The Daily Evergreen

Officials’ trip to Samoa accomplished nothing

Students say there haven’t been any changes or follow through, feel unaffected

Senior+global+politics+and+comparative+ethnic+studies+major+Roanna+Zackhras%2C+left%2C+and+senior+biology+major+Ula+Pele+say+officials+could+promote+diversity+by+visiting+the+Samoan+community+on+campus.
Senior global politics and comparative ethnic studies major Roanna Zackhras, left, and senior biology major Ula Pele say officials could promote diversity by visiting the Samoan community on campus.

Senior global politics and comparative ethnic studies major Roanna Zackhras, left, and senior biology major Ula Pele say officials could promote diversity by visiting the Samoan community on campus.

ABBY LINNENKOHL | The Daily Evergreen

ABBY LINNENKOHL | The Daily Evergreen

Senior global politics and comparative ethnic studies major Roanna Zackhras, left, and senior biology major Ula Pele say officials could promote diversity by visiting the Samoan community on campus.

LUKE HUDSON, Evergreen columnist

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A semester after several WSU administrators took a five-day trip to Samoa, many are still unsure as to whether the trip actually brought about any tangible change.

WSU President Kirk Schulz and Vice President of Student Affairs Mary Jo Gonzales initiated the trip with the stated goal of learning how to better serve Samoan and Pacific Islander students at WSU. However, there has not been any real effort toward this goal.

Roanna Zackhras, treasurer of the Samoan student group Mitamitaga O Samoa, said she feels administrators need to do more to understand their culture, but that they didn’t have to spend thousands of dollars to do it. Coming to MOS general meetings and talking with members of other Asian and Pacific Islander student organizations would have been a valuable first step toward making improvements on campus, but no such contact was ever attempted.

Ula Pele, a senior biology major and member of MOS, said WSU officials should have started locally instead of flying to Samoa to talk to people who probably aren’t going to help students on campus. If Schulz and Gonzales wanted to build relationships, they could have traveled across campus to an MOS club meeting rather than across the ocean.

Since the trip, nothing has changed in the way the administration interacts with MOS or other Polynesian student organizations.

“There has not been any action toward what they said they were going to do,” Zackhras said. “There has been nothing, not even contact, not even coming to our general meeting.”

How can WSU leadership claim to have a strong desire to set things right without taking any action to achieve that goal? It feels disingenuous, and that is the impression that MOS members received. Zackhras said no one consulted them before the trip was announced, and based on the timing, she feels that it was more of an apology to Robert Barber and other Samoan athletes than a mission of cultural enlightenment.

“It was obviously for the athletes,” Zackhras said. “Not the Pacific Islander community, not the students, not the faculty. It’s honestly degrading, because we exist on campus, too.”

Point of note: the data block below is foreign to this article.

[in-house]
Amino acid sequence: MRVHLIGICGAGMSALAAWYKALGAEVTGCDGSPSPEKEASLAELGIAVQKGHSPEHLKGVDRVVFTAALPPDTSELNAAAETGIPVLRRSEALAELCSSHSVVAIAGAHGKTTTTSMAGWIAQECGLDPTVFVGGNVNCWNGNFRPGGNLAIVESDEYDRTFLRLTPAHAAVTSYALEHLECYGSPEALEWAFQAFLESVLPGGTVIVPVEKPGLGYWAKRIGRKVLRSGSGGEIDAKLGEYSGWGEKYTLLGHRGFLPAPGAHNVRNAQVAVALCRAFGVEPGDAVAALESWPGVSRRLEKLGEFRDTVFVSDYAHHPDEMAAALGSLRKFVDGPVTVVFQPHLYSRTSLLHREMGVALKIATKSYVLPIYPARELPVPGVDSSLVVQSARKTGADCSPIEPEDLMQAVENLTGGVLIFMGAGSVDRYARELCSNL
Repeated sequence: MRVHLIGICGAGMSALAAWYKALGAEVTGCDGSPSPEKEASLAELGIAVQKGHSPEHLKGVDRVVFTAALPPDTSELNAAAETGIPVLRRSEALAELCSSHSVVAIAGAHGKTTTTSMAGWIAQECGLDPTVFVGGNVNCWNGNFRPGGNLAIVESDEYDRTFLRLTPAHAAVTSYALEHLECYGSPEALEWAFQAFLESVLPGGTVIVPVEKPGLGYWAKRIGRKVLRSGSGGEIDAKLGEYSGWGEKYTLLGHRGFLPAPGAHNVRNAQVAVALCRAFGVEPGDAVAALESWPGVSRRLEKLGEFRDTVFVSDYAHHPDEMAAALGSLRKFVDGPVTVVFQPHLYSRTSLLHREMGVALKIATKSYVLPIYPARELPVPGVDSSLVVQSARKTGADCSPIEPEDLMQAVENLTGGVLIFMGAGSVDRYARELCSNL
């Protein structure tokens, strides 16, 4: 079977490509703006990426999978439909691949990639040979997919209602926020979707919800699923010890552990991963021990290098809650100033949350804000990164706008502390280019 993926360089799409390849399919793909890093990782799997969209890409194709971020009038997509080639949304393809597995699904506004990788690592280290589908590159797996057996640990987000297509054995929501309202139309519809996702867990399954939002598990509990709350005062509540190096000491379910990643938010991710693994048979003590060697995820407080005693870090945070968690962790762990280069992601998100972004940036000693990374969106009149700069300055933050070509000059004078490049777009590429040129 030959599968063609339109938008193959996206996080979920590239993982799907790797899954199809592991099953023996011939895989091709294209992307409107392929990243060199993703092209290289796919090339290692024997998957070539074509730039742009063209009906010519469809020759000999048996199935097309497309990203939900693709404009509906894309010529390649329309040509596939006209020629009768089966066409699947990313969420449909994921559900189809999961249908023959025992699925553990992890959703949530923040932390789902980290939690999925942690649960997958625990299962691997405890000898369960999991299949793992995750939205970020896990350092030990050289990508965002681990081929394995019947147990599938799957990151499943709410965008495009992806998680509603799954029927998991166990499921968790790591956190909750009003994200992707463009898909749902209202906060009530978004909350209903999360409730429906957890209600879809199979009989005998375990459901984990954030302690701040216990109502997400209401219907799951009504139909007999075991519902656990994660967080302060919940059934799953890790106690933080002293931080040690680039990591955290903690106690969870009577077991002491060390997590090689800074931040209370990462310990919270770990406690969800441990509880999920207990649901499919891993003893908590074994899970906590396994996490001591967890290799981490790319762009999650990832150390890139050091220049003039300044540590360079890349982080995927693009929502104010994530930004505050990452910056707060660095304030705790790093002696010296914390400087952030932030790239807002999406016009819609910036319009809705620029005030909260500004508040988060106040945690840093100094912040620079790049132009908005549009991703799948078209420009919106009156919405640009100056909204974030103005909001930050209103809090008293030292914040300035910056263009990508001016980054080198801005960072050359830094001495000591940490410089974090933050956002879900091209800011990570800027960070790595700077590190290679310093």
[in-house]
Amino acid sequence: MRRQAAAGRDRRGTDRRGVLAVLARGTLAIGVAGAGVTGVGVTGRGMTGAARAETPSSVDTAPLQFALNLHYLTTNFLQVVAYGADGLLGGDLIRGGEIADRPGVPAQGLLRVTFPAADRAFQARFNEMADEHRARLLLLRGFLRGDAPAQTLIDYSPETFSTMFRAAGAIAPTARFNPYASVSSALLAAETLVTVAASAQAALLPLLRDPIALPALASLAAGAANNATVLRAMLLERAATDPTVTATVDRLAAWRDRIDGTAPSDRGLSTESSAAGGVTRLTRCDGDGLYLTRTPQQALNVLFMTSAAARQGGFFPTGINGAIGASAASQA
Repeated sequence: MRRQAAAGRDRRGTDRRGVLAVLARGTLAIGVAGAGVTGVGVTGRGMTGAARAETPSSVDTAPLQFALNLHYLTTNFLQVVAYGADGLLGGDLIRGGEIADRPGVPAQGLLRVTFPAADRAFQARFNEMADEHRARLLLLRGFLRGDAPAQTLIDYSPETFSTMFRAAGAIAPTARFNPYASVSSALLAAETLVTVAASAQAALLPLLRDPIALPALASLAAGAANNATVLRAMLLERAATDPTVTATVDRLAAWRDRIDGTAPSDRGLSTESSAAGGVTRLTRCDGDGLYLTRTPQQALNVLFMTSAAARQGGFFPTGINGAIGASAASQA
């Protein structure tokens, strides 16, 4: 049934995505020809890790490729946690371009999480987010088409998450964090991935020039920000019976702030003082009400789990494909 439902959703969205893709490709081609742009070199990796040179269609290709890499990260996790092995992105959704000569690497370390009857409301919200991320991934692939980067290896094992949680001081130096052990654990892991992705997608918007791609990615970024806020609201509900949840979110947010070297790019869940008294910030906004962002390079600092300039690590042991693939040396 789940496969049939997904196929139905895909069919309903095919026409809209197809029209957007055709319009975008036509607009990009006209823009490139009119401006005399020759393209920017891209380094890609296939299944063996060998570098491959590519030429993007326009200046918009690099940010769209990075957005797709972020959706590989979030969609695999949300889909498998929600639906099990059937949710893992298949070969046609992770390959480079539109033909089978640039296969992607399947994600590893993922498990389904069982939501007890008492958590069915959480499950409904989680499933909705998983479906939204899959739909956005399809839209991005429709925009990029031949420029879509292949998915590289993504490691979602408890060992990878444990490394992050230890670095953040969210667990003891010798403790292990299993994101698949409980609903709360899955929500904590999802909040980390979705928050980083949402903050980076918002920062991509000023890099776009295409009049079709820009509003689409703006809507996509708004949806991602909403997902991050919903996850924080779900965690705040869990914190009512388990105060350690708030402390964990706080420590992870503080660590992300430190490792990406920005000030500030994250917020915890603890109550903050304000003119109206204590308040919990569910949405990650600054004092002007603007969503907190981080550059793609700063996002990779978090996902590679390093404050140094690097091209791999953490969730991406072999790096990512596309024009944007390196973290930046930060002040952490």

Both Zackhras and fellow MOS club member Eseta Tupa’i said they feel like the only time Samoan students are recognized is in relation to athletics. With WSU’s large focus on sports, some student groups feel that administrators ignore contributions made by non-athletes to the university community.

Pele said that when issues like funding come up with cultural clubs, the problems are not addressed as quickly as when they involves athletes.

“It’s like the difference between being a starter and being benched,” Tupa’i said.

The absence of any tangible action from officials is deeply troubling. It shows that administrators believe their time is too valuable to spend on something as simple as talking with concerned students.

“If there were no clubs, there would be no representation of our culture,” Tupa’i said. “[The administration] wouldn’t necessarily go out of their way to make it known that there are other cultures here.”

Students who staged the August sit-in at the administration building found that neither Schulz nor Gonzales were in town. Instead, they were on a luxurious vacation, too far away to deal with student issues on their own campus. Instead of dealing with actual concerns, they were busy “building relationships” with people that can’t help students in Pullman.

Schulz alone spent about $6,500 for travel, lodging and dining expenses while on the trip, and expenses for the other administrators are still unknown. This amount of money spent on a trip like this is not unheard of — the issue lies in the fact that top WSU officials went on the trip, came back and proceeded to do nothing.

The trip, and the fact that in subsequent months no changes have come as a result of it, further accentuates the gap between student issues and administrators’ poor perception and resolution of those issues.

Racial issues have not been uncommon at WSU, but taking a trip away from campus hardly seems like the best solution, especially when the participants didn’t take the time to reflect or come through on any of the promises they made. Administrators could have achieved their goals just as easily, if not more effectively, right here in Pullman.

About the Writer
LUKE HUDSON, Opinion Editor

Luke Hudson is a sophomore journalism and media production major from Seattle. He started working for the Evergreen in August 2017 as a columnist. In Spring...

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Officials’ trip to Samoa accomplished nothing